Chaad--'95 DeKerf Team SL, '02 Lemond Buenos Aires, '05 Novara Buzz, '73 Schwinn Collegiate, '06 Mountain Cycle Rumble, '09 Dahon Mariner D7, '12 Mercier Nano, '12 Breezer Venturi
Can this be trailer "Saved from the Dump" too?
I haul bikes and large cargo with a Little Tikes 2-kid trailer. Take off the fabric and you've got a great support frame for a lot of things. However, my old unit, which had seen too much sun anyways, was cracking/breaking, I was gonna have to make a new deck for it...until I found another one at the dump in great shape! Sweet! Moved my extended hitch and wheel/axles over and I'm in business again! Kept the stroller bar on the back, keeps the frame from shaking and being loud when empty.
Here the fabric is 1/2 removed and the stroller wheel is still attached. Fabric was mostly toast anyways, but it protected the plastic deck from the sun.
All set! Will recycle the old trailer when the snow starts to fly. I stop hauling bikes in the winter and switch to a covered trailer for groceries and such.
excellent, now I know how to get my canoe down to the river for fishing. Ive talked about doing this and everyone thought I was wacko.
I took apart two trailers and attached them to each other with bolts making a double length trailer, Jerry had already hauled more than 200 pounds with it and bent the axel pin on his bike doing it. The trailer itself held up great.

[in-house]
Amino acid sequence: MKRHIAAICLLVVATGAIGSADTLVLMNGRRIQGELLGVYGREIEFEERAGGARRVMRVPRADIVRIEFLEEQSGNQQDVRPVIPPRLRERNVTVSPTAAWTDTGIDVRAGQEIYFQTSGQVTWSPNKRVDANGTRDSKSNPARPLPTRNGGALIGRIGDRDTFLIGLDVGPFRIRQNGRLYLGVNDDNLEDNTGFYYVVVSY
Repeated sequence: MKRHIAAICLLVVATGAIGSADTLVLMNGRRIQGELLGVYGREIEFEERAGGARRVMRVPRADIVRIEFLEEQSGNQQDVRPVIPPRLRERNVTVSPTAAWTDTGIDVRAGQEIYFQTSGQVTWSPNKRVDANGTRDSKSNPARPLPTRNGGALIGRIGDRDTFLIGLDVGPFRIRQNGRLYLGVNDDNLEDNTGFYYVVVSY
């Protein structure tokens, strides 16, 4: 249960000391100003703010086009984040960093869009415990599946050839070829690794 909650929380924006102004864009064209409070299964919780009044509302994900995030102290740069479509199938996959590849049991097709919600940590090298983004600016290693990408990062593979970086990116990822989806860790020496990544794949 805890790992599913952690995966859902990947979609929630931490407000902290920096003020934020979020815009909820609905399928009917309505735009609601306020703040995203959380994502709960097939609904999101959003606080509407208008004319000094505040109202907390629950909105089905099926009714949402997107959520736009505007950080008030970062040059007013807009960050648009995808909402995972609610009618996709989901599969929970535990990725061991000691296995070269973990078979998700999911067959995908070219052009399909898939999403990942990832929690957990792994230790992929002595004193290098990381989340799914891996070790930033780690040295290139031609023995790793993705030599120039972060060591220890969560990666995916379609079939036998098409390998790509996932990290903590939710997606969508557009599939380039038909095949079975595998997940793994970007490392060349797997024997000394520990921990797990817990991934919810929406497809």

I just finished converting the Burley D'lite I got for $20.00 a few months ago.
It didn't include the rain cover and the wind drag that the canvas material caused was mildly irritating, so I thought about converting it into a flatbed.
The plywood deck that I've seen on others' conversion seemed to be easy to implement, but the weight of the plywood didn't inspire me.
I thought about using an aluminum sheet braced with square tubing, but discovered that I could buy a new trailer for the cost of the materials.
As I was walking through a shop, I came across this stuff and realized that I could just weave a floor with it.
It's lightweight, weather resistant, strong, and cheap.
Here it is finished, mostly.
The swinging arm in the rear was originally located at the top of the trailer and was used to brace the walls as well as hold up the seat.
I had to cut the arm down a couple of inches since the rails it attached to were wider than it's current location.
I still need to find something to plug the vertical rails that I cut, but it turned out quite well.
I used about 200' of the utility cord to weave the floor at a cost of $6.00, one dremel cutting disc, and a few zip strips.
It turned out to be quite inexpensive.
I weigh a bit over 200lbs and the trailer seems to hold me just fine, so I think that the new trailer will hold up quite well.
Trample the weak, Hurdle the dead
Looks great! And saved a ton of weight with that cord.
That which does not kill me has made a massive tactical blunder.
Too often I would hear men boast of the miles covered that day, rarely of what they had seen. Louis L'Amour
'07 Giant Cypress WSD "Radagast the Beige-and-Black" * '97 (?) Bianchi Premio "Orion" * '09 Trek Allant "The Black Pearl"
Lots of great pics!
I just found a Aosom Cargo Trailer for $90 with FREE shipping.
I'm jumping on it!
We ride a lot around town and this would come in great handy on getting groceries and other stuff instead of the massive weight on the back and the bags on the handlebars.
I will come back and post my pic when it's all said and done :-)
Thanks for such great ideas!